No. 6: San Antonio

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The map was created for Washington Technology by FortiusOne and GeoCommons, an Arlington, Va., mapping company.

Although San Antonio is best-known for the ill-fated 19th-century battle at the
Alamo, the city has a vibrant and rapidly growing 21st-century military- and
federal-contractor presence.

The city recorded slightly more than 89,000 military and civilian contractor jobs
in 2006, a figure that is expected to soar in the coming years from Base
Realignment and Closure closings elsewhere. "There is an extraordinary influx of
people, construction [and] new groups coming into San Antonio," said Jim Poage,
president and chief executive officer of the San Antonio Technology Accelerator
Initiative, a nonprofit that helps find funding for local technology companies.

"Some of the last numbers I heard were [that] around 15,000 people would
be coming into San Antonio as a result of BRAC activity ? people with jobs," he
said. Their families would swell that number. "We're the seventh-largest city in
the U.S., so I don't think there'll be a problem absorbing that influx."

The Bureau of Economic Analysis placed 61,388 civilian and military jobs in
the area during 2005, the most recent year for which statistics were available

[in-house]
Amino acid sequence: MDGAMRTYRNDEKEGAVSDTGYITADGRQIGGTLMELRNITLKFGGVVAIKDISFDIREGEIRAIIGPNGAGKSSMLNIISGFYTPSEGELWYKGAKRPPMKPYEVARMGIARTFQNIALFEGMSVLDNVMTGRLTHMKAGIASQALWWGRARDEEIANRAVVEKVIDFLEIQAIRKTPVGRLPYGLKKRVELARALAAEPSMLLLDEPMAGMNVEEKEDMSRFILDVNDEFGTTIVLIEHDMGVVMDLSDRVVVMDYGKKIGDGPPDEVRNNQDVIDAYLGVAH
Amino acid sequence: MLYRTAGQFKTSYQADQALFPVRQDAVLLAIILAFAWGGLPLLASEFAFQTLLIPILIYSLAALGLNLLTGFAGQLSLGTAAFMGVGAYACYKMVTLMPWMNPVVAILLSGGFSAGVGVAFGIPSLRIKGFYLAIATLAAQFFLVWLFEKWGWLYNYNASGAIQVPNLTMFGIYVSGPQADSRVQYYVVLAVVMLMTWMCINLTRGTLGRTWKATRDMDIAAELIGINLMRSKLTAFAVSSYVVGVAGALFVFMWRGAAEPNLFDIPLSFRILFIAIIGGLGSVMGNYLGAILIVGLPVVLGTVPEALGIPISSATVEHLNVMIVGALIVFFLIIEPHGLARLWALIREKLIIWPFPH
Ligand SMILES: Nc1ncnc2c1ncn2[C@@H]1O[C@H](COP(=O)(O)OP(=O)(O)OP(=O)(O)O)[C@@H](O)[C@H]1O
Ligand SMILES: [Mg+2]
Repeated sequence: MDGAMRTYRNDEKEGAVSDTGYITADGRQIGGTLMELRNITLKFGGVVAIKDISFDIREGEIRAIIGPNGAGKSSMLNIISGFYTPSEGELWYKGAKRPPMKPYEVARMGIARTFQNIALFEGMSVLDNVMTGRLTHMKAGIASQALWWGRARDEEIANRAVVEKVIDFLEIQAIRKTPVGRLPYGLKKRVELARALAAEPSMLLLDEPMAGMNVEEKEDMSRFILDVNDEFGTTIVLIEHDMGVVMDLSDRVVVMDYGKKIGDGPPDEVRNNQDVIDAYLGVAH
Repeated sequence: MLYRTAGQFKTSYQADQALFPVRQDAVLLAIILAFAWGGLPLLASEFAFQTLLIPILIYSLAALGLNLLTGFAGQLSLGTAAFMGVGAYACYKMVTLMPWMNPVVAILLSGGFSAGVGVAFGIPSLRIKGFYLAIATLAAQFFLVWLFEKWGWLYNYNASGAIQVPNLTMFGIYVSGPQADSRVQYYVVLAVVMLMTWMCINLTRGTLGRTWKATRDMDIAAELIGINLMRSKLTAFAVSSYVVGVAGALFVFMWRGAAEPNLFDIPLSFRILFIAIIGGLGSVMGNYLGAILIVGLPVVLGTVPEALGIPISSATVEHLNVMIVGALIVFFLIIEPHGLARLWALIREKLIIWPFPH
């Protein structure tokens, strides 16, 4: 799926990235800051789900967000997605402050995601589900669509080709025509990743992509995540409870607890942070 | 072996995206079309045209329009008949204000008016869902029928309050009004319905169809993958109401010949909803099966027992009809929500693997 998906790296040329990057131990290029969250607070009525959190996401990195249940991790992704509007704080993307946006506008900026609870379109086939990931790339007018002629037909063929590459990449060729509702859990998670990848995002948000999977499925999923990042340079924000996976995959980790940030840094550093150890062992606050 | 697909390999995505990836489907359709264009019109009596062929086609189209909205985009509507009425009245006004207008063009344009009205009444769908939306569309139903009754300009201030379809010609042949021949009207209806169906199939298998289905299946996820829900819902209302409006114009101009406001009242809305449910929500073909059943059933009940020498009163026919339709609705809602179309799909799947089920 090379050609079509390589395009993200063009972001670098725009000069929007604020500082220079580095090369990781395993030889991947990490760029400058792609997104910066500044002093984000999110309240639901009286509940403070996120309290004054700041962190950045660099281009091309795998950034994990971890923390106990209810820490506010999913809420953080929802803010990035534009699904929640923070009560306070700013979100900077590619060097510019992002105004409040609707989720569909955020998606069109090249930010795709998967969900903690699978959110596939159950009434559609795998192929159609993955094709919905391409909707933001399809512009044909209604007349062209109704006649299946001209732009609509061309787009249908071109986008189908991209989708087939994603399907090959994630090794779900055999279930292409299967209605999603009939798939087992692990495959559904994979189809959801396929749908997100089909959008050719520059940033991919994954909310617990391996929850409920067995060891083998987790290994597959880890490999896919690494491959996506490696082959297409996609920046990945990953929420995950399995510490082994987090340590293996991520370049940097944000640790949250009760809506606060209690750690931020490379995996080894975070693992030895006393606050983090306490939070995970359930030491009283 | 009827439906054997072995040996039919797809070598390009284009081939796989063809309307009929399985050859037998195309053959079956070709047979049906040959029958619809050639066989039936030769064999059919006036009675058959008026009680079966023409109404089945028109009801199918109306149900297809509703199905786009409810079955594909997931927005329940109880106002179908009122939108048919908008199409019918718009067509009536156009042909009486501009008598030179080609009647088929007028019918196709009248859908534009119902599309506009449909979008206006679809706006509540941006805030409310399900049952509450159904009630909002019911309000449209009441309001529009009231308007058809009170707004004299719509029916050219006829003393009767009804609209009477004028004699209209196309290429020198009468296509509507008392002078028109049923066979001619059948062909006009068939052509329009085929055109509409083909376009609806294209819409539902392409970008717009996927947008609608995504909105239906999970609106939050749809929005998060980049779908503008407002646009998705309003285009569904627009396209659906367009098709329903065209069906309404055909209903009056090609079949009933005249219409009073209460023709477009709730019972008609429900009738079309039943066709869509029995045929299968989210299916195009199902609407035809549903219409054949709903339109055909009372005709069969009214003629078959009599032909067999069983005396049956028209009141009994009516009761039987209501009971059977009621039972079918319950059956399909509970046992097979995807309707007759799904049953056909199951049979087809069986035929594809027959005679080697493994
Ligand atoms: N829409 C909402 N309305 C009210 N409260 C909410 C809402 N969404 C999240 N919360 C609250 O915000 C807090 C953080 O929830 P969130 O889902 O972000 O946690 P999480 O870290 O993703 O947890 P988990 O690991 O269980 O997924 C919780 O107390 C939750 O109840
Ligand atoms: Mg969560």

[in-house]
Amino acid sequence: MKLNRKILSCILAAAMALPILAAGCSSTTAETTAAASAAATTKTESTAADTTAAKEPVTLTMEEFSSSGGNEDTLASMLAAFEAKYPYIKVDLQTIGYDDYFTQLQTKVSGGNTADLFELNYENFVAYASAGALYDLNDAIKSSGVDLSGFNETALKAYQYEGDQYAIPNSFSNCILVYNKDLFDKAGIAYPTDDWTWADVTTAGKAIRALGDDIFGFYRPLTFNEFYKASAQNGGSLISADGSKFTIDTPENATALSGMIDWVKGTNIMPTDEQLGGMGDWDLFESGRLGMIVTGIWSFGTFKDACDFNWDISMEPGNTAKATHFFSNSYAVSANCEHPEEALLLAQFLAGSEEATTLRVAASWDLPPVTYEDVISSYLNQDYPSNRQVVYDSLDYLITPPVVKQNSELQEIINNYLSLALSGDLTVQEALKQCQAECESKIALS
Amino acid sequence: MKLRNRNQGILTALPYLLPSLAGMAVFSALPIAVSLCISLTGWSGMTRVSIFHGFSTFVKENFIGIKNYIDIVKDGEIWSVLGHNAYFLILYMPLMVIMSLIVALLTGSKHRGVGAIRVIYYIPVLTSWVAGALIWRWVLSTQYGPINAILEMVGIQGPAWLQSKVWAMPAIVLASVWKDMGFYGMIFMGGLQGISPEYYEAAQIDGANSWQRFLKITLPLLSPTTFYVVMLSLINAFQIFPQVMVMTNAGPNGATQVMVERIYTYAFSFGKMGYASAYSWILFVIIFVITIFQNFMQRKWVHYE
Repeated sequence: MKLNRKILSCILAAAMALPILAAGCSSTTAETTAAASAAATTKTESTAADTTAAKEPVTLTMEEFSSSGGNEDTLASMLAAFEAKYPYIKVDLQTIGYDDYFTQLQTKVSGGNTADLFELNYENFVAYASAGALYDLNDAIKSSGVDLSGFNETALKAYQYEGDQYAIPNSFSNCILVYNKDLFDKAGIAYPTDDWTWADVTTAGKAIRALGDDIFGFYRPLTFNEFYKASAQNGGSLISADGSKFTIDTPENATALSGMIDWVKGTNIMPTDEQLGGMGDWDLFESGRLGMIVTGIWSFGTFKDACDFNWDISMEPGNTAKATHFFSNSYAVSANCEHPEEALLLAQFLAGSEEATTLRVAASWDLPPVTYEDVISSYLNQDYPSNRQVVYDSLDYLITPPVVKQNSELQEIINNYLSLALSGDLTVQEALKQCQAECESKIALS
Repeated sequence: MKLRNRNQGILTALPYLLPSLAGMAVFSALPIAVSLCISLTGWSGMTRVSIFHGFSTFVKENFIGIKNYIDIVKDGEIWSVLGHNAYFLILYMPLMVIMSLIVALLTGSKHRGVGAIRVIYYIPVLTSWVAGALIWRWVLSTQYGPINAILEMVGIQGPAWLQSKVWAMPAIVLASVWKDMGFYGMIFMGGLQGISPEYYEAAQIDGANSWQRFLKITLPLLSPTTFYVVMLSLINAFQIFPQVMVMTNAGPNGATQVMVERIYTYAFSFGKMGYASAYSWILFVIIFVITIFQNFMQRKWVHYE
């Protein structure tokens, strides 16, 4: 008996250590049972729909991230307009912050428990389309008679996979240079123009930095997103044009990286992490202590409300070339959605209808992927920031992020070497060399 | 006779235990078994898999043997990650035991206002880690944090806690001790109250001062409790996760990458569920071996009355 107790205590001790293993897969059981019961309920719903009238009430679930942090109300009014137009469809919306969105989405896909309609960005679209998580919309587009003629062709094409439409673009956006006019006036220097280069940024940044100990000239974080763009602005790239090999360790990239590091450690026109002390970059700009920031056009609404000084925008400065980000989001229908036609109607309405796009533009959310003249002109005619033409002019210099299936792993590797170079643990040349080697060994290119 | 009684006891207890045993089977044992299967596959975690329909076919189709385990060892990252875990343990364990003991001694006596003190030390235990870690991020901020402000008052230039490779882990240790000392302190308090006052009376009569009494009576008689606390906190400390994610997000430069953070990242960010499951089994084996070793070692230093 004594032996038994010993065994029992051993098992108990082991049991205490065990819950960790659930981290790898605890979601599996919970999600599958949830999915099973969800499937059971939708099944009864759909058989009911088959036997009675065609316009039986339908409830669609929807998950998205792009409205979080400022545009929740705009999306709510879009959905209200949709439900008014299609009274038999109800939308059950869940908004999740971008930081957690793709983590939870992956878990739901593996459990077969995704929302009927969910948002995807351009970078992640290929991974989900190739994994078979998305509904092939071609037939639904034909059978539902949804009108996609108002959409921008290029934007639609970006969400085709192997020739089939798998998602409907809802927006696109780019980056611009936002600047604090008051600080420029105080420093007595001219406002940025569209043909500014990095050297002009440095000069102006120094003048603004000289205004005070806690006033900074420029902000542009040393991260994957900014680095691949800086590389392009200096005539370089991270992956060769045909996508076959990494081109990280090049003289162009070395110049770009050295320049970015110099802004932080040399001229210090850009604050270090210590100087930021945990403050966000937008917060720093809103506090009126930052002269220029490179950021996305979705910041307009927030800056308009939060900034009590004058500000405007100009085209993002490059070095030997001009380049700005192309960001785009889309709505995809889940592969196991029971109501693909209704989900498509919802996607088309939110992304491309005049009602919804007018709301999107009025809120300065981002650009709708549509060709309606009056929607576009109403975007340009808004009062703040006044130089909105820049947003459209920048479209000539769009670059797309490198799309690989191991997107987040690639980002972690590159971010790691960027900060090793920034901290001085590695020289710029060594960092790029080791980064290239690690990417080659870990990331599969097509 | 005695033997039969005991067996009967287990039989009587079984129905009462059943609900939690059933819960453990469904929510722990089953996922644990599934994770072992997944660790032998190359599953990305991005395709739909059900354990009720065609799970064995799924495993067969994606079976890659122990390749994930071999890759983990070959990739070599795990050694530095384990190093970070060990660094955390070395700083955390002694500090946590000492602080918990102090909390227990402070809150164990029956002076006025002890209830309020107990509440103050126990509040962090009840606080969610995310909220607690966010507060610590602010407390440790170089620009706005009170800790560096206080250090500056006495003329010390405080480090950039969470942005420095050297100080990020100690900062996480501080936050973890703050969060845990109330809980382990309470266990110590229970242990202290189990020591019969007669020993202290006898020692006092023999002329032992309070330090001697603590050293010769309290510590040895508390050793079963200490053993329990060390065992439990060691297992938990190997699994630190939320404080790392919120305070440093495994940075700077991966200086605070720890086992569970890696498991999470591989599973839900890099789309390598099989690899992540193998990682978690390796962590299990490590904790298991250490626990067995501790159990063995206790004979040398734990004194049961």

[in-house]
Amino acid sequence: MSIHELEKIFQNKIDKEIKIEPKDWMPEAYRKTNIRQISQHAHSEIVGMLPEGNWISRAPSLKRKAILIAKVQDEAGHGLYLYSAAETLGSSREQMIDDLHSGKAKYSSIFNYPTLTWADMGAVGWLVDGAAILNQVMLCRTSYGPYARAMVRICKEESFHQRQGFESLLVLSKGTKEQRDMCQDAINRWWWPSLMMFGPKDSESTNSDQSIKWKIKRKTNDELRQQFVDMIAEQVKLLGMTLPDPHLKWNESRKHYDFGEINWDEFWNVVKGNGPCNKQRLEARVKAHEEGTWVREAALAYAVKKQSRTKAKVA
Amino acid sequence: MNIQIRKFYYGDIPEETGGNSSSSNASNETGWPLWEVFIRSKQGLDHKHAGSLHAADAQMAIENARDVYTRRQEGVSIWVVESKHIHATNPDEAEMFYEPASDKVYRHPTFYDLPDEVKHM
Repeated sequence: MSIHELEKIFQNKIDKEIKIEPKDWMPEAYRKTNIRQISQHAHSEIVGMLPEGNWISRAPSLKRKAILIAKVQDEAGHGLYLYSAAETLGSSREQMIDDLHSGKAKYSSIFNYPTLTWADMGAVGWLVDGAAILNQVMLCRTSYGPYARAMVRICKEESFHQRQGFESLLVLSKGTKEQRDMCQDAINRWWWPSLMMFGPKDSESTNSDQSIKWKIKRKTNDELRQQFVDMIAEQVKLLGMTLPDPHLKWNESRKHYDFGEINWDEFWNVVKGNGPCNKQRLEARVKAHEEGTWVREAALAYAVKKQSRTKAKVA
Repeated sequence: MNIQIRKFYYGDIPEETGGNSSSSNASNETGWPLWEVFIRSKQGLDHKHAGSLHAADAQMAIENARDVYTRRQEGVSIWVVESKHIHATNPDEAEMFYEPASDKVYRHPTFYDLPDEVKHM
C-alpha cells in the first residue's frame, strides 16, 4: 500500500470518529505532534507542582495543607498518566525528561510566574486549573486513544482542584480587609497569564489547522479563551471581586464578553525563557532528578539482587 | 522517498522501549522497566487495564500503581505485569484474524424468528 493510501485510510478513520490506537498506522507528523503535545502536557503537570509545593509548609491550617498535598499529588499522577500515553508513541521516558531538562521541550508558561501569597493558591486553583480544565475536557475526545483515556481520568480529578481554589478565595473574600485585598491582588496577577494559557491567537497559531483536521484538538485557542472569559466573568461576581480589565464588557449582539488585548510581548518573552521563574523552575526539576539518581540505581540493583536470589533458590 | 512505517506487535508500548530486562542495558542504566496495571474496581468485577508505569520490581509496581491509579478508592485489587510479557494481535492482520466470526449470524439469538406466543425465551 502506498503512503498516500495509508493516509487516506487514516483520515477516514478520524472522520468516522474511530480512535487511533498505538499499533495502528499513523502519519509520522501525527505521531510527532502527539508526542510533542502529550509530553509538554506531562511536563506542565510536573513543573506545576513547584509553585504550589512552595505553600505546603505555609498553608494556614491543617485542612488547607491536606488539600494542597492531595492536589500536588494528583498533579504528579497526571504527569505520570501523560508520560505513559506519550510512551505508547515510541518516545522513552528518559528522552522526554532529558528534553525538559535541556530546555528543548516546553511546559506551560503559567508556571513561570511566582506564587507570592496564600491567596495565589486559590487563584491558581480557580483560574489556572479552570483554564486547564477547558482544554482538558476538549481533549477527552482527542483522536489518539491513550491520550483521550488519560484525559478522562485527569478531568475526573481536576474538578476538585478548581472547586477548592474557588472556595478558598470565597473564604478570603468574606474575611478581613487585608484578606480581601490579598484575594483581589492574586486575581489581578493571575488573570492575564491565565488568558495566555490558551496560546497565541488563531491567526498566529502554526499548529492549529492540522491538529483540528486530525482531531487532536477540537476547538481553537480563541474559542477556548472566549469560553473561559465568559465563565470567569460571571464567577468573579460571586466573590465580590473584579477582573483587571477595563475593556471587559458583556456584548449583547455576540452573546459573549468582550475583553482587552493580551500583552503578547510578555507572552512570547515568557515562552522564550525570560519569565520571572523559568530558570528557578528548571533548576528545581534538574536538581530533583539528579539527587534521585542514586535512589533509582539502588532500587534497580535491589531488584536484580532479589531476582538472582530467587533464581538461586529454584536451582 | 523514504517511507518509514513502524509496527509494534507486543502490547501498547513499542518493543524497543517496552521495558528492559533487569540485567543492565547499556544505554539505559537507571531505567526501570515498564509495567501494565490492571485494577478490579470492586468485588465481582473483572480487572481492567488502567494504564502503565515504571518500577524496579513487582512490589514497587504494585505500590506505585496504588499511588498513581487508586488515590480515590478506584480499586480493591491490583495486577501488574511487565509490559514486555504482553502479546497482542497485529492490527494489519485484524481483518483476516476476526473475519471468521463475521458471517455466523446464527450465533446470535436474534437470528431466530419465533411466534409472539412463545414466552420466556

Central to San Antonio's military presence is the Brooke Army Medical Center.
The 450-bed health care facility houses the Army's Institute of Surgical
Research, which studies new treatments for trauma victims. The center also
serves the area's numerous military installations, including Camp Bullis, Camp
Stanley, Fort Sam Houston, and Lackland and Randolph Air Force bases.

In October, the city broke ground on a $47 million expansion of Brooks City
Base, a major center for the study of aerospace medicine formerly called Brooks
Air Force Base.

"This is a very military-friendly city but not one that I would characterize as a
military city," Poage said. "We have a lot of military presence ? and no doubt it's
a huge economic driver ? but that's not the major driver of San Antonio," he
said, citing the city's universities, AT&T's headquarters and the presence of key
units of Lockheed Martin Corp., Pratt and Whitney Corp.

About the Author

David Hubler is the former print managing editor for GCN and senior editor for Washington Technology. He is freelance writer living in Annandale, Va.

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